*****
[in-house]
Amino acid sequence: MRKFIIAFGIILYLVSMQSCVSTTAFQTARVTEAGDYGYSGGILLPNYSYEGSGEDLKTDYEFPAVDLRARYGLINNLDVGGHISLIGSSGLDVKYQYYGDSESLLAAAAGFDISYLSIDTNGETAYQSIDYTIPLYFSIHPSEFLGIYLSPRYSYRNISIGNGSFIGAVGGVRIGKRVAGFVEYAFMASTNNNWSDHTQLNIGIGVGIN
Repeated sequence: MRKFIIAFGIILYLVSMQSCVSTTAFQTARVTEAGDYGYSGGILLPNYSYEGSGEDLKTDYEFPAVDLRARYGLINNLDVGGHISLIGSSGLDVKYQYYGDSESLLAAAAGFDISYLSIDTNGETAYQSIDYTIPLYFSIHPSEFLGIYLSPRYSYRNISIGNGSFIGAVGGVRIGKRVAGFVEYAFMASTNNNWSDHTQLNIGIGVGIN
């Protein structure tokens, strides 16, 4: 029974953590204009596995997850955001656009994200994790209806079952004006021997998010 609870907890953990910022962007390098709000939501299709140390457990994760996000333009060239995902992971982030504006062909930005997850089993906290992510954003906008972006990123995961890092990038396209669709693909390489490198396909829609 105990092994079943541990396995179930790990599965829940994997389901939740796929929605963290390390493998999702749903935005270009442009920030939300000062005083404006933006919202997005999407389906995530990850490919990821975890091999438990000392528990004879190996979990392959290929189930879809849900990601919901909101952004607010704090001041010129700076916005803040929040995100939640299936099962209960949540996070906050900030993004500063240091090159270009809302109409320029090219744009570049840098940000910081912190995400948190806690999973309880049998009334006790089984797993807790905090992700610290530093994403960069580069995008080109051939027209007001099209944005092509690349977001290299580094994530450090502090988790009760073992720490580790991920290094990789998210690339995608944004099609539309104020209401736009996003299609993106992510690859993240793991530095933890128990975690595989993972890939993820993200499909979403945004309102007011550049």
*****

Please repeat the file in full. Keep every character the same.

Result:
[in-house]
Amino acid sequence: MRKFIIAFGIILYLVSMQSCVSTTAFQTARVTEAGDYGYSGGILLPNYSYEGSGEDLKTDYEFPAVDLRARYGLINNLDVGGHISLIGSSGLDVKYQYYGDSESLLAAAAGFDISYLSIDTNGETAYQSIDYTIPLYFSIHPSEFLGIYLSPRYSYRNISIGNGSFIGAVGGVRIGKRVAGFVEYAFMASTNNNWSDHTQLNIGIGVGIN
Repeated sequence: MRKFIIAFGIILYLVSMQSCVSTTAFQTARVTEAGDYGYSGGILLPNYSYEGSGEDLKTDYEFPAVDLRARYGLINNLDVGGHISLIGSSGLDVKYQYYGDSESLLAAAAGFDISYLSIDTNGETAYQSIDYTIPLYFSIHPSEFLGIYLSPRYSYRNISIGNGSFIGAVGGVRIGKRVAGFVEYAFMASTNNNWSDHTQLNIGIGVGIN
């Protein structure tokens, strides 16, 4: 029974953590204009596995997850955001656009994200994790209806079952004006021997998010 609870907890953990910022962007390098709000939501299709140390457990994760996000333009060239995902992971982030504006062909930005997850089993906290992510954003906008972006990123995961890092990038396209669709693909390489490198396909829609 105990092994079943541990396995179930790990599965829940994997389901939740796929929605963290390390493998999702749903935005270009442009920030939300000062005083404006933006919202997005999407389906995530990850490919990821975890091999438990000392528990004879190996979990392959290929189930879809849900990601919901909101952004607010704090001041010129700076916005803040929040995100939640299936099962209960949540996070906050900030993004500063240091090159270009809302109409320029090219744009570049840098940000910081912190995400948190806690999973309880049998009334006790089984797993807790905090992700610290530093994403960069580069995008080109051939027209007001099209944005092509690349977001290299580094994530450090502090988790009760073992720490580790991920290094990789998210690339995608944004099609539309104020209401736009996003299609993106992510690859993240793991530095933890128990975690595989993972890939993820993200499909979403945004309102007011550049």